“If a doctor treats your cold, it will go away in fourteen days. If you leave it alone, it will go away in two weeks."
Well maybe not this particular strain, as it's putting normally young and healthy people in the hospital with pneumonia.
Back in my working-for-the-man days, the ideal "cold" was one that was disagreeable enough to call in sick to work, but not so severe that you couldn't go out and play.
Though a few tentacles from our colds resist defeat, both Bobbie and I have been feeling healthy enough to get out doors again. Since it was her birthday, Caleb and I let her choose the day's adventure—a Red Mountain snow-hike up to Yankee Girl Mine, which pushes 11,000 feet. I'm still coughing up yellow balls of phlegm, so this will either cure me or kill me.
We couldn't have asked for a better day... sunny, warm, windless, and over a foot of fresh snow to wade.This doesn't account for "drifts," however, so there were times when my knees got a little cold...
We post-holed through some pretty deep drifts trying to access an olden house (see above photo). It's likely built on mine tailings, perched on a hillside with dramatic views West and North. Sections of the Hayden massif are visible, along with a ridge line that Bobbie and I were forced to bail from only this past summer when it suddenly turned knife-edged and "airy."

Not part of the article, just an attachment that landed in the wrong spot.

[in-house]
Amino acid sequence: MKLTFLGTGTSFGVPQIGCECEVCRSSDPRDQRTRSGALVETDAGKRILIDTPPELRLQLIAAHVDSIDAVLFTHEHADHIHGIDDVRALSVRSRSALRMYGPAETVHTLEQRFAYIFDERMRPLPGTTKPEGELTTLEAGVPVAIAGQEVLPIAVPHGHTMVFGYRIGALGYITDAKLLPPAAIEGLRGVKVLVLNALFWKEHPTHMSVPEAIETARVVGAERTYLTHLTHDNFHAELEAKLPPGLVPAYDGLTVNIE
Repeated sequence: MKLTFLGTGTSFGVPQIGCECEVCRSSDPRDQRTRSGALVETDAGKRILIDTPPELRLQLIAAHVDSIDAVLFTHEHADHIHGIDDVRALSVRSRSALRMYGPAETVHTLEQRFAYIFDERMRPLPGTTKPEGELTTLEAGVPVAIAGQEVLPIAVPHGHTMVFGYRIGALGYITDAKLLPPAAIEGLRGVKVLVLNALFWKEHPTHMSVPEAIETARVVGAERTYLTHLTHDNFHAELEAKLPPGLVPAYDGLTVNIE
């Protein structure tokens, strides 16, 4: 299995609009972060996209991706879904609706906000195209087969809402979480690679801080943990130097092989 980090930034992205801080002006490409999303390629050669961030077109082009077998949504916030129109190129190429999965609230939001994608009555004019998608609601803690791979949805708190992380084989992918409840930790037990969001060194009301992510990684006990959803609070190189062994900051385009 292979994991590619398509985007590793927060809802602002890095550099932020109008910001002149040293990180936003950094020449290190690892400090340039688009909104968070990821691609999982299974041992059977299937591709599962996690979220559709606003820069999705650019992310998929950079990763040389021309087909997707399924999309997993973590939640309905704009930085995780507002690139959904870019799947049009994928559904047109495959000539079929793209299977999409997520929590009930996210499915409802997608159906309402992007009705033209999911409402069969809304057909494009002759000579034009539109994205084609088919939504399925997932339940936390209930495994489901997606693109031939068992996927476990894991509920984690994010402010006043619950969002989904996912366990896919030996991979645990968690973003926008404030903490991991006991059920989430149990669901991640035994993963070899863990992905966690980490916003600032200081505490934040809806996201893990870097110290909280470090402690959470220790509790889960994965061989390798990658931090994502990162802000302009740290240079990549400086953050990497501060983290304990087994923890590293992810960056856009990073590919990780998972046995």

We took a moment to share that and other memories of past misadventures. Like the tumble-down mine shack, we all reach a point when our best years lie behind us. Though it went unspoken, our greatest collective dread is that, eventually, we'll have to start reining in aimless high country treks...stay "in bounds," color inside the lines. Life is a crapshoot. We've been fortunate. No regrets. But I want more. If that old mine shack can still endure winters at 11,000 feet, maybe we can to.
Yankee Girl is such a photogenic head-frame during winter. We met only one other soul all day long, Gary, our live-in caretaker when we are off exploring Utah and Arizona. It's difficult to imagine the hustle and bustle of mining "heydays," thousands of men working the mines, their wives and children huddled in hovels, feeding the wood stove. It took grit to live at such a brutal elevation; some had no choice. You wanna eat, you gotta work.
Happy Birthday, my love. I think we've got a few more misadventures left in us before they lock us up in "the home." :)